The LEGO WALL has arrived!

Earlier this year I blogged about my aspirations toward creating some permanent makerspaces in my school library. One of these spaces was the LEGO WALL. It has taken some time and planning, but I am proud to announce that the LEGO WALL is now a reality.  I was able to get help from two great staff members, namely our talented Manual Arts teacher and our wonderful Maintenance man (he is our go-to man for all things building or fixing related) to put it all together.

We were grateful for the funding provided by the P&F toward buying 18 base plates and two Classic boxes of LEGO for the project. I have plans to purchase more as we go and as we have the funds.

You can never have too much LEGO.

Building the LEGO WALL was not without its challenges. We learnt some valuable LEGO knowledge along the way as well. Such as how Lego base plates are measured.  48 x 48 does not mean that the base plate is 48 cm square! After drawing up the plans and cutting the backing board, I discovered that I didn’t order enough base plates.  Why was this so?  Base plates are measured in STUDS not centimetres! Of course they are, silly. How could I not know this? 

Base plates are measured in STUDS not centimetres!

Never mind, we had room for a nice boarder now…….. I planned it all along.

We installed the wall and unveiled it last Monday during assembly, where the guidelines for its use were outlined.  I’d like to thank Barbara Kristo for kindly letting me use the ‘LEGO Wall Pass’ and the ‘Terms of Use’ poster, that she created for her own school library’s LEGO Wall. You can find downloadable copies of these on her blog bjkteacherlibrarian

The LEGO WALL complete with fancy boarder.

The ’Terms of Use’ and the ‘Booking Instructions’ posters are prominently displayed beside the LEGO Wall so that students are aware of the expectations and processes associated with its use.  When they book in, they are given a lanyard with the LEGO WALL PASS. This makes it very easy to see who is meant to be using the wall and enables the number of students using the wall at any one time to be more manageable. It also makes them feel very important. 😊.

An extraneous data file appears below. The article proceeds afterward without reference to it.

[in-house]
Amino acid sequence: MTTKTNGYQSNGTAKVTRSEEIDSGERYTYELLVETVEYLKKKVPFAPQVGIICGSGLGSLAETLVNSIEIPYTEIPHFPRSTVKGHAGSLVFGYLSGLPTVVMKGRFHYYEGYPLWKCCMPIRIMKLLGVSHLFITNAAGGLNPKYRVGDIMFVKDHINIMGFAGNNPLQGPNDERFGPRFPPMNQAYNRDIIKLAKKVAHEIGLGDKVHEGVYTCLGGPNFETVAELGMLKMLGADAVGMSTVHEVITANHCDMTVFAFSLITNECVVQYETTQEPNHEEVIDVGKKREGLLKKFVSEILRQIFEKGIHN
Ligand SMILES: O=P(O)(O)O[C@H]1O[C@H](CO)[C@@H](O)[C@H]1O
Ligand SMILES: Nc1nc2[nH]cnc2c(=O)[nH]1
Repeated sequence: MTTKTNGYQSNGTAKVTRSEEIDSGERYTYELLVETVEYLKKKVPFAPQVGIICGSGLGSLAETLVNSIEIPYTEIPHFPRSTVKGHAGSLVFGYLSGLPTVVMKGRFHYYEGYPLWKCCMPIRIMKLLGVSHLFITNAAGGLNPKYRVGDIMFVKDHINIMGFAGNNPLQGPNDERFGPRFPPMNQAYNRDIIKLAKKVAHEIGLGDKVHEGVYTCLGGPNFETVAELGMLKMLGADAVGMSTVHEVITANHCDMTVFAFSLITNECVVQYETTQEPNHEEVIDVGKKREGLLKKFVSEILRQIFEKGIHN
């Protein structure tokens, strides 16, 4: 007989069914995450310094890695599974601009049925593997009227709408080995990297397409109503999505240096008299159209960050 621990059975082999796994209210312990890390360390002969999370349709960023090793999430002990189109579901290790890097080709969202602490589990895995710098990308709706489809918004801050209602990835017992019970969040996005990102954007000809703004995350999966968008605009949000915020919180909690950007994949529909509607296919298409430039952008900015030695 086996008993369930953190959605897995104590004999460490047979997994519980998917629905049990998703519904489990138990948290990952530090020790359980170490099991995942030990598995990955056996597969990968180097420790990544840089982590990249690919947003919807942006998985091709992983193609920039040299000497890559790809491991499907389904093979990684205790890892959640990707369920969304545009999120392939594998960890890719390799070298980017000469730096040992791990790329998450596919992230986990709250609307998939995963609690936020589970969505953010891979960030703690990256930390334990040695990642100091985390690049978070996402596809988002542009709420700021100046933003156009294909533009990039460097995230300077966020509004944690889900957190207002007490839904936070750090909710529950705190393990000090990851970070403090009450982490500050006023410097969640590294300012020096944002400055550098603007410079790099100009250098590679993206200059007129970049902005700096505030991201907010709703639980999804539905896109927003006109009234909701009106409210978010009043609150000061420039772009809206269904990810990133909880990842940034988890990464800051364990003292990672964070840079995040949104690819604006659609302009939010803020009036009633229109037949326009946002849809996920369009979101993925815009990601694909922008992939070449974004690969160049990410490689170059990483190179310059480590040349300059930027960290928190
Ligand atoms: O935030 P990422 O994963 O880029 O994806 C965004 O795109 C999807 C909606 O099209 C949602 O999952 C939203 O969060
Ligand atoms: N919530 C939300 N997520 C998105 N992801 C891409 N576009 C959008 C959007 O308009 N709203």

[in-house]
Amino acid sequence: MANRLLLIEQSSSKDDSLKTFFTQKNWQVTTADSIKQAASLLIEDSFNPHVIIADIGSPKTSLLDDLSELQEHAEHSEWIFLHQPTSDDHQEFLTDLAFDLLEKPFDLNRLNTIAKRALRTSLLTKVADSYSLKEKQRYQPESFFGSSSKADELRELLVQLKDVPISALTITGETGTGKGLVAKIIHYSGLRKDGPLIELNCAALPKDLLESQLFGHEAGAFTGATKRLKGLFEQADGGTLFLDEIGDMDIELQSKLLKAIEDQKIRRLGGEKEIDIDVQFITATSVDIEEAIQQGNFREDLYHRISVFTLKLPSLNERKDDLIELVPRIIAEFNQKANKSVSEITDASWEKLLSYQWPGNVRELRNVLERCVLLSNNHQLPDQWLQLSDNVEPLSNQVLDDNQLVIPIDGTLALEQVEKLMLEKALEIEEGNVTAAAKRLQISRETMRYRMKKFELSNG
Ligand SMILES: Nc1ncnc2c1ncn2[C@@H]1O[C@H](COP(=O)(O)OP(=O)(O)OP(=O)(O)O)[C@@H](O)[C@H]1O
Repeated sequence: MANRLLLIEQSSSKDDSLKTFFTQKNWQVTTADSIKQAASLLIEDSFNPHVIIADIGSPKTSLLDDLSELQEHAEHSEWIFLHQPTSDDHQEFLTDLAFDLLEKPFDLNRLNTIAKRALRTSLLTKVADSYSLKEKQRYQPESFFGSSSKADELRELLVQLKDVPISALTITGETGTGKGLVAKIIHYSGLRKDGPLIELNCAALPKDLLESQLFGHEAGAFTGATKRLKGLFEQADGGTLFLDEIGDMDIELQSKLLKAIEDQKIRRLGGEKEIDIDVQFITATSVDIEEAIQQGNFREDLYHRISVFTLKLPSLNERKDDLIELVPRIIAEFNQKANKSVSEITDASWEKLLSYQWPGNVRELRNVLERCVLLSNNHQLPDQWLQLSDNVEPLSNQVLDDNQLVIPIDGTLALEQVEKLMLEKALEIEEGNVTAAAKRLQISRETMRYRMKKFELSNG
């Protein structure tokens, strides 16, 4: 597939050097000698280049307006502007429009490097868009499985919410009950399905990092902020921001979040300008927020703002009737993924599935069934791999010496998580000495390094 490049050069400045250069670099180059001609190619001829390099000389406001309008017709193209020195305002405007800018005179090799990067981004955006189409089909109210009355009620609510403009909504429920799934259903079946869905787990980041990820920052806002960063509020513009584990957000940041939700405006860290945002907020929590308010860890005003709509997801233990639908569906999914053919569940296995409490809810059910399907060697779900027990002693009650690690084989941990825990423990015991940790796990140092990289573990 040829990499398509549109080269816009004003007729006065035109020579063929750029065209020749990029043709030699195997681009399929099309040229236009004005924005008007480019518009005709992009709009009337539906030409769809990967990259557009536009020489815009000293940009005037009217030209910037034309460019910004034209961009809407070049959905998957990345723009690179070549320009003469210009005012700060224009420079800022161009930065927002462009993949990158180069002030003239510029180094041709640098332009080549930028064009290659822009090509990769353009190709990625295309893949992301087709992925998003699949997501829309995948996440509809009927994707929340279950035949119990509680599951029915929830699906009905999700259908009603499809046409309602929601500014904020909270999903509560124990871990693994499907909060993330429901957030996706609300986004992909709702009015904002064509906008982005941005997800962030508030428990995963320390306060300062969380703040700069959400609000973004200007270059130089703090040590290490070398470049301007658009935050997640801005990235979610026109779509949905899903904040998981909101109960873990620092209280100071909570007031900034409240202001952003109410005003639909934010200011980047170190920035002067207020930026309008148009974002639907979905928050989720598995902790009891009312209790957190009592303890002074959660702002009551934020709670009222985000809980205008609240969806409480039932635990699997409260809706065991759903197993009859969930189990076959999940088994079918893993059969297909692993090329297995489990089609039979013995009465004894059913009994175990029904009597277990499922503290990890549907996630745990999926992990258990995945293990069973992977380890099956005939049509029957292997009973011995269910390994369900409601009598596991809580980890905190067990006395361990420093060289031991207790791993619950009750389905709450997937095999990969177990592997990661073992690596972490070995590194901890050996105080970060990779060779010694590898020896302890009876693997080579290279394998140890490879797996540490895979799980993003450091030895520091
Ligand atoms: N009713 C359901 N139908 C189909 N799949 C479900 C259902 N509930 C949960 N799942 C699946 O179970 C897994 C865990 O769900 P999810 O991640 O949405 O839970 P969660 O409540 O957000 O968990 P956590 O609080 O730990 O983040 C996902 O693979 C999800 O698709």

The LEGO Wall “Terms of use” and “How to book in” guide lines displayed beside the LEGO Wall.
Students showing off their LEGO WALL PASSES

The students were really excited, and I had huge line ups for the LEGO Wall after it was opened.  It will be interesting to see how it plays out over the coming weeks. Many of the students have been sharing their plans with me on what they intend to build next. One group have started to build a marble run. They have asked me if they could leave it up as, “It’s not finished yet, we need to test it.” This is Design Thinking in action.

There was much interest in the vertical LEGO creations
The younger students enjoying some free creation time

I’ve already had interest from classroom teachers who would like to use it to extend the classroom learning. One class will be studying recycling and waste management and will use the wall to demonstrate their ideas and create a public awareness campaign.  I am excited to see what other learning opportunities arise.

My next step in this project will be to create a bank of Lego challenges for the students to attempt.  If anyone has ideas or challenges that they have found successful in this area that they would like to share, I would be most grateful.

Some Christmas themed Lego creations.